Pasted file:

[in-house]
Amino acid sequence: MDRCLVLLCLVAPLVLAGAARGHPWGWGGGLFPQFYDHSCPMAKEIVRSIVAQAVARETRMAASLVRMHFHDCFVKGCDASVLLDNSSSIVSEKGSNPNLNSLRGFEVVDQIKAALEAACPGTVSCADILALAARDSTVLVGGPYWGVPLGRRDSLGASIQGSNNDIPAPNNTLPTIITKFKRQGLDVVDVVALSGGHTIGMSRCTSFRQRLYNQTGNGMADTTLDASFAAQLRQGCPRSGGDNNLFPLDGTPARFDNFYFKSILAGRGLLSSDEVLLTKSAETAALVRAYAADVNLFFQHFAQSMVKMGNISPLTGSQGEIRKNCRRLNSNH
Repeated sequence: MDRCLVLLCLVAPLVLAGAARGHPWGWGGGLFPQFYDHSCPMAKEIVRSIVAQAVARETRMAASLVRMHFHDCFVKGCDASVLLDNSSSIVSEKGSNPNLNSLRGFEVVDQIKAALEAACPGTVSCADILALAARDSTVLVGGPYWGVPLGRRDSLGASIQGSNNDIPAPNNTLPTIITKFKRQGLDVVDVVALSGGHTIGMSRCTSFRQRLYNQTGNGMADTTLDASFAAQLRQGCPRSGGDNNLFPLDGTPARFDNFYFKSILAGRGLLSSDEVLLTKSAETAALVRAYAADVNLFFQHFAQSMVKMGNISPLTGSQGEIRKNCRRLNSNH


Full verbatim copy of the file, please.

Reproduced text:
[in-house]
Amino acid sequence: MDRCLVLLCLVAPLVLAGAARGHPWGWGGGLFPQFYDHSCPMAKEIVRSIVAQAVARETRMAASLVRMHFHDCFVKGCDASVLLDNSSSIVSEKGSNPNLNSLRGFEVVDQIKAALEAACPGTVSCADILALAARDSTVLVGGPYWGVPLGRRDSLGASIQGSNNDIPAPNNTLPTIITKFKRQGLDVVDVVALSGGHTIGMSRCTSFRQRLYNQTGNGMADTTLDASFAAQLRQGCPRSGGDNNLFPLDGTPARFDNFYFKSILAGRGLLSSDEVLLTKSAETAALVRAYAADVNLFFQHFAQSMVKMGNISPLTGSQGEIRKNCRRLNSNH
Repeated sequence: MDRCLVLLCLVAPLVLAGAARGHPWGWGGGLFPQFYDHSCPMAKEIVRSIVAQAVARETRMAASLVRMHFHDCFVKGCDASVLLDNSSSIVSEKGSNPNLNSLRGFEVVDQIKAALEAACPGTVSCADILALAARDSTVLVGGPYWGVPLGRRDSLGASIQGSNNDIPAPNNTLPTIITKFKRQGLDVVDVVALSGGHTIGMSRCTSFRQRLYNQTGNGMADTTLDASFAAQLRQGCPRSGGDNNLFPLDGTPARFDNFYFKSILAGRGLLSSDEVLLTKSAETAALVRAYAADVNLFFQHFAQSMVKMGNISPLTGSQGEIRKNCRRLNSNH